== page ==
The Enemy of Ministry
Robert Wurtz II
And Elijah the Tishbite, who was of the inhabitants of Gilead, said unto Ahab, As the LORD God of Israel liveth, before whom I stand, there shall not be dew nor rain these years, but according to my word. (1 Kings 17:1 KJV)
Elijah was a great prophet of God who lived in a time of gross compromise and apostasy. As this verse reveals, God used drought as a wake-up call and Elijah as His agent. God used the prophets as His mouthpiece to call the people back to the terms of the Old Covenant. Notice verse 1 of 1 Kings 17:1 that Elijah “stood before the LORD.” This is a way of saying that he ordered his life to always be at Jehovah’s (YHWH) service. He anointed kings and rebuked leaders for their sins. He even destroyed many of the prophets of Baal.
Elijah stood before the Lord, which is similar to standing in the presence of God. One of the concepts of the presence of God is “eye to eye” or “face to face.” Elijah’s life was oriented to face God with a clear conscience. He endeavored to live so that nothing came between him and God. Hence, he “stood before Jehovah.” This attitude made him a mighty weapon in the hand of God.
Satan desires to destroy the souls of men. He wants as many people as possible to share in the eternal punishment he is destined to receive. Satan hates “Elijahs” because they appeal to peoples’ conscience so they will repent and turn from their sins. He has proven time and again that he will stop at nothing to destroy them.
Satan uses people who will yield to him to do his work. His strategy is consistent and predictable:
- He lures a person into rebellion against God to begin entertaining demonic spirits.
- As the person yields to these demons, those spirits oppress ministers and prophets to silence their voice or control them.
- When that doesn’t work, he wears them down, plots to destroy their influence, or physically kills them.
Consider John the Baptist a “type” of Elijah (Matthew 11:14). Herod’s wife, Herodias, tired of hearing John the Baptist rebuke her husband for his sin, plotted to have the man of God beheaded. Under the influence of Satan, she devised a plan to entrap her husband with his own words and force him to kill John. Again, John was a type of Elijah, but Herodias was a type of Jezebel. Who was Jezebel, and what can we learn from her ways?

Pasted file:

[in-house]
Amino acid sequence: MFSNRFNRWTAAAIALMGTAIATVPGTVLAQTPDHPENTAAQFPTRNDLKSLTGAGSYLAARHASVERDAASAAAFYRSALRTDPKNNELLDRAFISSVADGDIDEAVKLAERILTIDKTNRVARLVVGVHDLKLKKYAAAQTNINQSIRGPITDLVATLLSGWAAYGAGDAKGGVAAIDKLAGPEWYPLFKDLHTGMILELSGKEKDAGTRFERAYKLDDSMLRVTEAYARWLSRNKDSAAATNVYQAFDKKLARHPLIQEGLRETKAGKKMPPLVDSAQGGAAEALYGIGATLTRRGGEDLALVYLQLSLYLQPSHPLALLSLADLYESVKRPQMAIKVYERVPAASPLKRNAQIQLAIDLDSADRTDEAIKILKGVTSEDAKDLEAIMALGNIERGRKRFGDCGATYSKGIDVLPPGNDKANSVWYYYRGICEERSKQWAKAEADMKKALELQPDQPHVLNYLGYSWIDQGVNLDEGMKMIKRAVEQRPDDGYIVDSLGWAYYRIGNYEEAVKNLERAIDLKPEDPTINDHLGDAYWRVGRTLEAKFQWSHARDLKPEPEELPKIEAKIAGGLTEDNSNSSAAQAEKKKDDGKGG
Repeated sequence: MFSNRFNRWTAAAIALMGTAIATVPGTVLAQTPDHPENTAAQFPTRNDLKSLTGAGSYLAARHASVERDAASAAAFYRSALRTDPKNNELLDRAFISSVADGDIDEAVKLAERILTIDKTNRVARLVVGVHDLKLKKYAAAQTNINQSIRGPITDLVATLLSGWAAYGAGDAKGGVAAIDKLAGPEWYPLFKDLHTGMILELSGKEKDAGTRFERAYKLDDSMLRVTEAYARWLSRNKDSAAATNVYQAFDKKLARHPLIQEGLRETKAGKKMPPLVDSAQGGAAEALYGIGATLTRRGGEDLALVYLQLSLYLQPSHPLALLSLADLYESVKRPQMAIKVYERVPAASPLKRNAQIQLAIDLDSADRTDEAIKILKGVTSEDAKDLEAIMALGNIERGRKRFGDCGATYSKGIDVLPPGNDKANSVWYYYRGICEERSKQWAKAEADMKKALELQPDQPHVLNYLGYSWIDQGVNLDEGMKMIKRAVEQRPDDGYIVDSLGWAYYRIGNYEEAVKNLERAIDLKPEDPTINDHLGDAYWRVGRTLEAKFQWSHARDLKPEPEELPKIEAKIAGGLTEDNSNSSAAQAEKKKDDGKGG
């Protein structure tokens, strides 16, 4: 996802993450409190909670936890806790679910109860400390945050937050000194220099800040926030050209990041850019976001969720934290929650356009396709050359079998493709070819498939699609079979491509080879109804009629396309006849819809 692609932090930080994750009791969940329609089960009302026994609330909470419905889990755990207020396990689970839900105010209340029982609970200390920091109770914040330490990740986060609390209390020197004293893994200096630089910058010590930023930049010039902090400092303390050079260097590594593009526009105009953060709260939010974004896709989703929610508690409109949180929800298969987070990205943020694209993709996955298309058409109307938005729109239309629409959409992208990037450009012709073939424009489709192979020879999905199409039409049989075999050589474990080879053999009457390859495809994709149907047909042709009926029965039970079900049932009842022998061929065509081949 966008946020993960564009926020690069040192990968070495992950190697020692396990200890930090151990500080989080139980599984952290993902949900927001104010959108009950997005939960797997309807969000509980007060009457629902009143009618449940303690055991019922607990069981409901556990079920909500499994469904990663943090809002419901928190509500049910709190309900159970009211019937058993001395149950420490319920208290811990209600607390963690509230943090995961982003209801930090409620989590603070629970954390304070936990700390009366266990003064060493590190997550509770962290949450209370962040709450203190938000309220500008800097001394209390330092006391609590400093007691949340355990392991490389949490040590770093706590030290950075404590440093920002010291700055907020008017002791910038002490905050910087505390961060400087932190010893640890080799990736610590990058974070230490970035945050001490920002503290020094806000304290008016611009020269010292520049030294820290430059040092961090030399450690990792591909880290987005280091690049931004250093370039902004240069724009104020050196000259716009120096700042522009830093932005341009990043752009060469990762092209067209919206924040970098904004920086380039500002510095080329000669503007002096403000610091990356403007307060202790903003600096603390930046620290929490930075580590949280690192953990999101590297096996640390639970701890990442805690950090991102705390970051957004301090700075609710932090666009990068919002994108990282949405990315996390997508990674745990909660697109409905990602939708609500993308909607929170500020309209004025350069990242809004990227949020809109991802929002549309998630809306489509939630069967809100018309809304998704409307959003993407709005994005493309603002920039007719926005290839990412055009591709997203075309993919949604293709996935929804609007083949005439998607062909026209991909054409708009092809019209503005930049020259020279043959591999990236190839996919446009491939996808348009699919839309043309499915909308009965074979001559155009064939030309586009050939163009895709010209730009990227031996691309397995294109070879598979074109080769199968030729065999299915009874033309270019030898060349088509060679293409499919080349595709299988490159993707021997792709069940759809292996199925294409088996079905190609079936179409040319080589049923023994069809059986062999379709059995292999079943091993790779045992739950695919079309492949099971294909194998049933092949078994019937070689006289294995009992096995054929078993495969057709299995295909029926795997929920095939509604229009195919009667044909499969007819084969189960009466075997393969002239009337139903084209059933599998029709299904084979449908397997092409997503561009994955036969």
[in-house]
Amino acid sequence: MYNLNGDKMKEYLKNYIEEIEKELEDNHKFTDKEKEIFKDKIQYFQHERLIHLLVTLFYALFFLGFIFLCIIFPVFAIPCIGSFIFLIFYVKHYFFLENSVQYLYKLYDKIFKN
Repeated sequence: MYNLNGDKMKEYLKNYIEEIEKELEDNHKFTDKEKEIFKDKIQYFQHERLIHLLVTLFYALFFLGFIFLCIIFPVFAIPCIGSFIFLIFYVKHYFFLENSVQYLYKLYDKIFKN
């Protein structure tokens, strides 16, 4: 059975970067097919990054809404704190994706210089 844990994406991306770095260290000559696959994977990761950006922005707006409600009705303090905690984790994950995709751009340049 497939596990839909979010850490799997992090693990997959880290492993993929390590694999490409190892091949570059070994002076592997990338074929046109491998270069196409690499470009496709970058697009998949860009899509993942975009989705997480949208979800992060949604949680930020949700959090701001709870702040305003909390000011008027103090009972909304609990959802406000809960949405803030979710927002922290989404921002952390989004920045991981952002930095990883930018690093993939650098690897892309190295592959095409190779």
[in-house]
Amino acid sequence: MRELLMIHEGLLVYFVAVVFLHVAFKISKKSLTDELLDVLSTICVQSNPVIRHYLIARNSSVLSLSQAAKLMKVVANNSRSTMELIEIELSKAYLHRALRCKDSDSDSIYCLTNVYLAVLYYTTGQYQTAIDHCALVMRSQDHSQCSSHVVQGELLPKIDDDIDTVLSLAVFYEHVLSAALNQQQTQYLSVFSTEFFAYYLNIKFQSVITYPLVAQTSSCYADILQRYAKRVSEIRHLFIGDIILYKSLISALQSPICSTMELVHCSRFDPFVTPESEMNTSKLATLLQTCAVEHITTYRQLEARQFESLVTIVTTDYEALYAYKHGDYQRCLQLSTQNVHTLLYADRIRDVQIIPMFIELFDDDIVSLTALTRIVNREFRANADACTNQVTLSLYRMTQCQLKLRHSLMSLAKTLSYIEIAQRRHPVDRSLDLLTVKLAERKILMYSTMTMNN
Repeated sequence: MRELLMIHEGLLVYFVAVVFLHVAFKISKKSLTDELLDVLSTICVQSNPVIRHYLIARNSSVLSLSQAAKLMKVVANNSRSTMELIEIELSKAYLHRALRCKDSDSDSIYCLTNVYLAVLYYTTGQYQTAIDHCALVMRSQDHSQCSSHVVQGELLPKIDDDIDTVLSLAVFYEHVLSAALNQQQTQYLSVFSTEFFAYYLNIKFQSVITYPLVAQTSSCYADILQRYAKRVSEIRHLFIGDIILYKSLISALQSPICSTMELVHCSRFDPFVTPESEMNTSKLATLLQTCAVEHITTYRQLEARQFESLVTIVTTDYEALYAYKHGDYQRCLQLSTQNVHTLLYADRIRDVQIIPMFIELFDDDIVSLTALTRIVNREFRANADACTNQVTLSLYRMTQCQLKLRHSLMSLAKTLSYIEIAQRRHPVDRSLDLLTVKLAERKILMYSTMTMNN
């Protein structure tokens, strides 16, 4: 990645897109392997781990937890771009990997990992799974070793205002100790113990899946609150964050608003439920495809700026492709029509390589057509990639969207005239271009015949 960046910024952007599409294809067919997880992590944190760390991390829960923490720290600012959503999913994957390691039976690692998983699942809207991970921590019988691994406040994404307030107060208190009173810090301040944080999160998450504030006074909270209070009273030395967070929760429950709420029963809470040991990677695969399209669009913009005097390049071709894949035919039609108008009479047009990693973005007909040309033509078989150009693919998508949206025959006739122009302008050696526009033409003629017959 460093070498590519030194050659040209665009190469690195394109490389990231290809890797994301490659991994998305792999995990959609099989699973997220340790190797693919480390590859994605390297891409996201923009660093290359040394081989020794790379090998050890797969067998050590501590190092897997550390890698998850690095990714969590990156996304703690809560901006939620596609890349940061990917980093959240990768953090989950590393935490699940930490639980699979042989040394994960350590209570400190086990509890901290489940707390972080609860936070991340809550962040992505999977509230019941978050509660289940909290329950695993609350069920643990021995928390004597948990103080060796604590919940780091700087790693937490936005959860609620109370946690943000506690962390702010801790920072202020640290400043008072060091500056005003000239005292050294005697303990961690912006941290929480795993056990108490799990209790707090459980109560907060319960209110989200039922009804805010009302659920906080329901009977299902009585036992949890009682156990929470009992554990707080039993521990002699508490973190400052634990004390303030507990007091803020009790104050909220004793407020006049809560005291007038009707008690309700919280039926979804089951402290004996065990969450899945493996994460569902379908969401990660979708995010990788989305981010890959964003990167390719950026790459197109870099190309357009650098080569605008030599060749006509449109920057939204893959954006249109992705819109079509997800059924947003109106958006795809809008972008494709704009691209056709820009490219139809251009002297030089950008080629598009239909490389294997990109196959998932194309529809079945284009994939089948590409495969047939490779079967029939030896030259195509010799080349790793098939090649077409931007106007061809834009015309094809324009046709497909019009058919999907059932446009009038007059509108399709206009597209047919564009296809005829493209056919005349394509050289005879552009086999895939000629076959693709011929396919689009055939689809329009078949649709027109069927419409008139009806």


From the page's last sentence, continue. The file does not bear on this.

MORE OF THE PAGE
But there was none like unto Ahab, which did sell himself to work wickedness in the sight of the LORD, whom Jezebel his wife stirred up. (1 Kings 21:25 KJV)
It is sometimes said that the seed never falls far from the tree. Jezebel was the daughter of Ethbaal, king of Sidon (1 Kings 16:31), formerly a priest of Astarte, and who had made his way to the throne by the murder of his predecessor Pheles. Similarly, Jezebel killed those who stood in her way, like Naboth and tried to exterminate the true prophets of Jehovah (1 Kings 18:13). She then took the brazen step of inaugurating the worship of Baal the Sun-God in Israel.
Ahab was one of the evilest men in the Old Testament due mainly to his wife Jezebel, who “stirred him up.” Murderous Jezebel is still remembered for her wickedness in killing Jehovah’s prophets (1 Kings 18:4). In addition, she is notorious for being a “usurper.” This means that she exercised authority in Israel that was not hers to exercise. She did this through her husband Ahab and her sons.
God demonstrated His estimate of Jezebel’s behavior by the death that she died. In the end, she was thrown from a balcony and trampled underfoot by horses until there was nearly nothing left. (2 Kings 9:33-35) Only the skull, feet, and palms of her hands remained when the undertakers came to bury her. When they came back and told Elisha, he said, “This is the word of the LORD, which he spoke by his servant Elijah the Tishbite, ‘In the territory of Jezreel the dogs shall eat the flesh of Jezebel, and the corpse of Jezebel shall be as dung on the face of the field in the territory of Jezreel, so that no one can say, This is Jezebel.'” (2 Kings 9:36–37 ESV)
Jezebel in Modern Times
A careful reading of the Bible reveals that Naboth, Ahab, the prophets, and Elijah weren’t the only men who had to deal with a “Jezebel.” She makes her appearance in the New Testament as well. Speaking to Thyatira, Jesus stated:
Nevertheless I have a few things against you because you allow that woman Jezebel, who calls herself a prophetess, to teach and seduce My servants to commit sexual immorality and eat things sacrificed to idols. And I gave her time to repent of her sexual immorality, and she did not repent. Indeed I will cast her into a sickbed, and those who commit adultery with her into great tribulation unless they repent of their deeds. (Revelation 2:20–22 NKJV)